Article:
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Second Circuit Affirms Dismissal Of Securities Fraud Claims With Prejudice For Failure To Plead Reliance
On October 26, 2018, the United States Court of Appeals for the Second Circuit affirmed the dismissal of a putative securities class action under Sections 10(b) and 20(a) of the Securities Exchange Act of 1934 and Rule 10b-5 against a financial services company, its broker-dealer (the “Company”), and one current and one former officer of the financial services company. Schwab v. E*TRADE Fin. Corp. et al, 1:18-cv-461 (2d Cir. Oct. 26, 2018). Plaintiff alleged that the Company failed to disclose that it was purportedly violating the duty of “best execution,” which requires broker-dealers to use “reasonable diligence” to obtain the most favorable price for a customer under “prevailing market conditions.” Earlier this year, the United States District Court for the Southern District of New York dismissed plaintiff’s third amended complaint with prejudice after finding that plaintiff had failed to adequately allege reliance, among other elements. The Second Circuit affirmed the judgment, reiterating that the Affiliated Ute presumption of reliance does not apply where the claim is primarily based on misrepresentations rather than on omissions.
Putative Securities Class Action Dismissed Against Biopharmaceutical Company Where Statements Regarding Clinical Trials Were not Actionable And Plaintiffs Failed To Plead Scienter
On October 26, 2018, Judge Thomas D. Schroeder of the United States District Court for the Middle District of North Carolina dismissed a putative class action brought against a biopharmaceutical company (the “Company”) and certain of its officers and directors under Sections 10(b) and 20(a) of the Securities Exchange Act of 1934 and Rule 10b-5 promulgated thereunder. Hirtenstein v. Cempra, Inc., No. 16-cv-1303 (M.D.N.C. Oct. 26, 2018). Plaintiffs sought to recover for alleged stock losses occurring after the Company allegedly failed to disclose risks associated with an experimental antibiotic used to treat pneumonia. The Court dismissed the action, finding that the challenged statements about the drug’s safety constituted opinions and plaintiffs’ allegations of motive were insufficient to establish a strong inference of scienter.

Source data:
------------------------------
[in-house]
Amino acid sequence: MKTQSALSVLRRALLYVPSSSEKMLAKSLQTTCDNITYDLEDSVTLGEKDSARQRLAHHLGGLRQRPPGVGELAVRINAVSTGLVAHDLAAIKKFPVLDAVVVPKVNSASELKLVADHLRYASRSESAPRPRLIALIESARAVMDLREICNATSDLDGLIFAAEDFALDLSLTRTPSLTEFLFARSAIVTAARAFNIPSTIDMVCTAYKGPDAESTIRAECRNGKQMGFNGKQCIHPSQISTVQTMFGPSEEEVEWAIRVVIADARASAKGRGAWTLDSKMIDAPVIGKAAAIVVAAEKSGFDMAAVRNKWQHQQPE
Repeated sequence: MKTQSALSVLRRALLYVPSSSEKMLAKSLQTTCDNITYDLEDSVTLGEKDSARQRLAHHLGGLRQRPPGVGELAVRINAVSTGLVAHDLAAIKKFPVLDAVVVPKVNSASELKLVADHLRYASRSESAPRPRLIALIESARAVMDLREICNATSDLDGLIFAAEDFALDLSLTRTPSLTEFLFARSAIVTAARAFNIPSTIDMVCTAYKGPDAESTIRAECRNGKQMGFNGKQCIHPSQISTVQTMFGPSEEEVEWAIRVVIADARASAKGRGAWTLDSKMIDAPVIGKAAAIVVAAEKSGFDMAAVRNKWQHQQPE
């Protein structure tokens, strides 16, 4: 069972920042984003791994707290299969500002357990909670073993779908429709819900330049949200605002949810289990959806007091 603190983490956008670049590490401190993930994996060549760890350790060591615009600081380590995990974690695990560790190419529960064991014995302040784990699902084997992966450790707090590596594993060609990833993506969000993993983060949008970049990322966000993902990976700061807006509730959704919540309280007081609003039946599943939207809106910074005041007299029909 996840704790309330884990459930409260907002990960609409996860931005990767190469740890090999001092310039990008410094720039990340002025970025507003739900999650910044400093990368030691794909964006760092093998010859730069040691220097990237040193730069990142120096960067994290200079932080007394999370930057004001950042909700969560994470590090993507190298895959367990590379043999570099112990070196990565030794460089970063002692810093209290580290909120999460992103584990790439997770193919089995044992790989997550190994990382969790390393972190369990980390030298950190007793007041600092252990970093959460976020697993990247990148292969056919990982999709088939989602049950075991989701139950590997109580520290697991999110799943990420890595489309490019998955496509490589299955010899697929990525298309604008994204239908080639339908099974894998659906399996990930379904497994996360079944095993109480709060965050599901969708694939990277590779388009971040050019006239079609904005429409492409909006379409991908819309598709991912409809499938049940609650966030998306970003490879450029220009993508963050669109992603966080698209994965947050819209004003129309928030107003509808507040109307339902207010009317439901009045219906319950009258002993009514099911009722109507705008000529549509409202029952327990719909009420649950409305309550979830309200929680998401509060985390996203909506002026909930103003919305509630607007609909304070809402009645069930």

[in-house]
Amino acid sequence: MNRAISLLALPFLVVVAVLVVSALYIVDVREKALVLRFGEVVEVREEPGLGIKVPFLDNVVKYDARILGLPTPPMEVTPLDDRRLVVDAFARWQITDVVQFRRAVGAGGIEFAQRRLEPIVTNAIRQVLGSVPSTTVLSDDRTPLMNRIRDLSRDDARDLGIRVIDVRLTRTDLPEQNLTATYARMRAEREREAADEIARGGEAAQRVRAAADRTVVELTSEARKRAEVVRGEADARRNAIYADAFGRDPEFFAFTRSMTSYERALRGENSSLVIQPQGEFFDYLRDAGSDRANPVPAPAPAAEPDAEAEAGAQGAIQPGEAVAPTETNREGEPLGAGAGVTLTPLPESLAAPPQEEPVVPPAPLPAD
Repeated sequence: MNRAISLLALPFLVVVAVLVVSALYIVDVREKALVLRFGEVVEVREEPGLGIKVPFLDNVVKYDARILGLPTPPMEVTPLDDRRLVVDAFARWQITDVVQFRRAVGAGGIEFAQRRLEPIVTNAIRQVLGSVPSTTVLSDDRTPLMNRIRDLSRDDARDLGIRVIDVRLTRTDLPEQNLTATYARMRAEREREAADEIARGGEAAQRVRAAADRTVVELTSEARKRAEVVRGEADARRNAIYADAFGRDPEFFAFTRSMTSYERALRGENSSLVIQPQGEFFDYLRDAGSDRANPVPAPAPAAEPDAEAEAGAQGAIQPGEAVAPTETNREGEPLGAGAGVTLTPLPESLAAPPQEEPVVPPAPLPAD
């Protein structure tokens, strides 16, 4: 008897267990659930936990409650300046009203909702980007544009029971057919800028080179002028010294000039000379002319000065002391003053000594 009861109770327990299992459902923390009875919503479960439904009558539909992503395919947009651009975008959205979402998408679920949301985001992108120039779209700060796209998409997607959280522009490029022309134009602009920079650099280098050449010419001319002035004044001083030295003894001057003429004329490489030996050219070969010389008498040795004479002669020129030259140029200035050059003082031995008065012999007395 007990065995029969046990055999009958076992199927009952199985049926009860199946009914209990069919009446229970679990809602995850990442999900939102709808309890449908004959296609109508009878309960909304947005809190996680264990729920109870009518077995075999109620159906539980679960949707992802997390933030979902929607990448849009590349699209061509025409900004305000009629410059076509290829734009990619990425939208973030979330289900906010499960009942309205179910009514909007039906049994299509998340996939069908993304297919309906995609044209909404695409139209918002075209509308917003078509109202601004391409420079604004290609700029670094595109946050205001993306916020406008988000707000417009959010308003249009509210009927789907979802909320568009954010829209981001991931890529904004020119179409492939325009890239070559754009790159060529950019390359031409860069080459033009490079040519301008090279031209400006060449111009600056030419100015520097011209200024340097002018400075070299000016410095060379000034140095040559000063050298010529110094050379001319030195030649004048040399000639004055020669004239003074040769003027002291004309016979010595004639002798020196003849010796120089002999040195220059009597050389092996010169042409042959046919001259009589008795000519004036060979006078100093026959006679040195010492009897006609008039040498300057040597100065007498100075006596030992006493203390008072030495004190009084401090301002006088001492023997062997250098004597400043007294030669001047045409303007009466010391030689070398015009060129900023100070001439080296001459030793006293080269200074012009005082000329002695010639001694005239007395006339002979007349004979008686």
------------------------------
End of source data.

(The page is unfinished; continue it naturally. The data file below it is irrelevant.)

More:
Second Circuit Court Of Appeals Reverses Investment Banker’s Insider Trading Conviction
On November 5, 2018, the Second Circuit Court of Appeals in a split decision vacated the insider trading conviction of a former Wall Street analyst and remanded the case back to the district court for a new trial. United States v. Stewart, 2018 U.S. App. LEXIS 31207 (2d Cir. Nov. 5, 2018). The analyst was charged with nine counts, including one count of conspiracy to commit securities fraud and tender offer fraud, one count of conspiracy to commit wire fraud, one count of tender offer fraud, and six counts of securities fraud. The trial took place in the U.S. District Court for the Southern District of New York from July 27, 2016, to August 9, 2016, and the analyst was convicted of all nine counts on August 17, 2016. On appeal, the Second Circuit held that the district court erred by excluding key impeachment evidence the defense had sought to introduce.
Bank Of England Imposes Personal Fines On Two Individuals For Failure To Disclose Ongoing Enforcement Actions